Daylilies are favorite easy perennials, but raising daylilies from seed is not a project for the casual gardener. The flower called hemerocallis comes in a rainbow of colors, and most enthusiasts end up with more divisions than they need; low-priced or free plants are offered in dozens of exchange programs. The amateur hybridizer, though, always craves that new color, shape, size or re-blooming beauty that no one else has been able to achieve. And that requires cross-pollinating plants, harvesting seed and growing the new hybrid from seed.
Hand-pollinate flowers with a paintbrush. Wrap the flower with aluminum foil to keep flying insects, the customary pollinators, away from the flower as it fades. Remove the wrapping when the green seed pod forms. If you buy seeds instead of gathering them, skip this and the first part of the next step.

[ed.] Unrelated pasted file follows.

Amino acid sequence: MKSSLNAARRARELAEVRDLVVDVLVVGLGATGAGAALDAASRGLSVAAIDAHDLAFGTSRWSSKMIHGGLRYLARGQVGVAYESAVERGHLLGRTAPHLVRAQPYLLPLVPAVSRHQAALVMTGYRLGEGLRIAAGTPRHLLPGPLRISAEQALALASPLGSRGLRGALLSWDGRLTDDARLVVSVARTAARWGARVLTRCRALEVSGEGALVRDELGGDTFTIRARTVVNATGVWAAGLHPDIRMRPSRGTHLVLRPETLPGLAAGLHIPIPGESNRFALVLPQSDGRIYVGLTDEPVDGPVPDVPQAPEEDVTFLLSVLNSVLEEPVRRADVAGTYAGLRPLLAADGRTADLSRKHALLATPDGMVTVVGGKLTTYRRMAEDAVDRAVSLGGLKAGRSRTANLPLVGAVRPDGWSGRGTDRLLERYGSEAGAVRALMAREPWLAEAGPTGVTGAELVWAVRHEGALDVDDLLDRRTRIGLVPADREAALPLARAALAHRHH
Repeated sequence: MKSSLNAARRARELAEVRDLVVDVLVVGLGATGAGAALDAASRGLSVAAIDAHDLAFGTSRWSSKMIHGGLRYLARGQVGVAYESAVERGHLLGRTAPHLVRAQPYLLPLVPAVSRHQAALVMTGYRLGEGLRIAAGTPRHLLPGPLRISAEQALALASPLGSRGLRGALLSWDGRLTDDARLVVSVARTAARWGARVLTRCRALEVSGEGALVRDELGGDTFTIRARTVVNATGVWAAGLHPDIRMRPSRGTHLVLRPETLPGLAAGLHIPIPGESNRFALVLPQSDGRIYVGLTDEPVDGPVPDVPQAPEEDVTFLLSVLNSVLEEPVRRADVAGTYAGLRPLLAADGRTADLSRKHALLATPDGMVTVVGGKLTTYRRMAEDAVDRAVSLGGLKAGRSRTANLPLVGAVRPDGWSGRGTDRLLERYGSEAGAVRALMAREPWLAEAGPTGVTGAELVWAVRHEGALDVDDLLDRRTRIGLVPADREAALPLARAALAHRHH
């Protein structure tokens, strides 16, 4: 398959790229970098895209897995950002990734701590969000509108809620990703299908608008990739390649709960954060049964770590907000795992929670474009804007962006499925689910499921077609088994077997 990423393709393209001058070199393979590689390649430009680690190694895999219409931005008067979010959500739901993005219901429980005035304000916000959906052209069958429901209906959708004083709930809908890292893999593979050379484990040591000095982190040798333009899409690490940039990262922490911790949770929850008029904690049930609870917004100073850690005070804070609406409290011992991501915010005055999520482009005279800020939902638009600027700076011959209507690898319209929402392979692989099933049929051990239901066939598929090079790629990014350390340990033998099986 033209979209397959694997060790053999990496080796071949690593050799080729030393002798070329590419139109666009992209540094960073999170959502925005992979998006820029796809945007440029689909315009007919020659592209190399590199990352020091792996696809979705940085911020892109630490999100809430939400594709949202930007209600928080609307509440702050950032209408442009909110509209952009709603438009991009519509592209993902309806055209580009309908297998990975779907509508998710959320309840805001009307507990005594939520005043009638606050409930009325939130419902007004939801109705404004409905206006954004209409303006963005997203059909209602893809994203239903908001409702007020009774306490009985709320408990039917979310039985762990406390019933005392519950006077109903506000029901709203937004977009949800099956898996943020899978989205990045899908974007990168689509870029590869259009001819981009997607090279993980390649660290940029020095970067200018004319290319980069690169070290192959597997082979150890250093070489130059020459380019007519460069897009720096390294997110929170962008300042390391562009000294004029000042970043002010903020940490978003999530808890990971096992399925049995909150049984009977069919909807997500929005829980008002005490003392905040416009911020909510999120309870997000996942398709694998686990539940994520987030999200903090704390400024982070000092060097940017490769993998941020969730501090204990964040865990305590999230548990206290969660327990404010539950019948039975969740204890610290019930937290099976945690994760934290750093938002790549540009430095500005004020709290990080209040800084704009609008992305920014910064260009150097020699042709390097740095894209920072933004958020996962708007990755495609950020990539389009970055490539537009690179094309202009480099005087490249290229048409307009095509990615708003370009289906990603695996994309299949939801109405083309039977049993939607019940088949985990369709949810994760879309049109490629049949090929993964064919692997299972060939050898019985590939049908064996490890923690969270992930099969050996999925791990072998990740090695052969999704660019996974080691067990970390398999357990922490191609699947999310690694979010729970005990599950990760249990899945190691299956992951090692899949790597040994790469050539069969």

Collect seeds as the seed pods open after they have dried and turned brown. Each pod will yield a few dark, rounded seeds. Lay the seeds on a moist paper towel and fold it over them. Put the towel in a plastic bag and place it in a cool dark place (such as a paper bag in the refrigerator vegetable bin).
Remove seeds as they sprout and plant each seed in a small pot filled with light potting mix or any sterile soil-less medium. Set the pots in a tray of pebbles to keep them elevated and keep the soil moist, not wet. Keep your pots in a sunny window.
Plant the little daylilies in the garden in the spring after all danger of frost is past and the soil temperature has reached 60 degrees F. Cultivate the soil and add compost or any other amendment to make a slightly acidic, well-drained garden loam. Set the plants out in groups of three to five about 18 to 24 inches apart.
Water plants deeply several times a week to keep the ground moist. Daylilies need about an inch of water a week, including rain totals. After a season, the plants may be moved to other positions in the garden.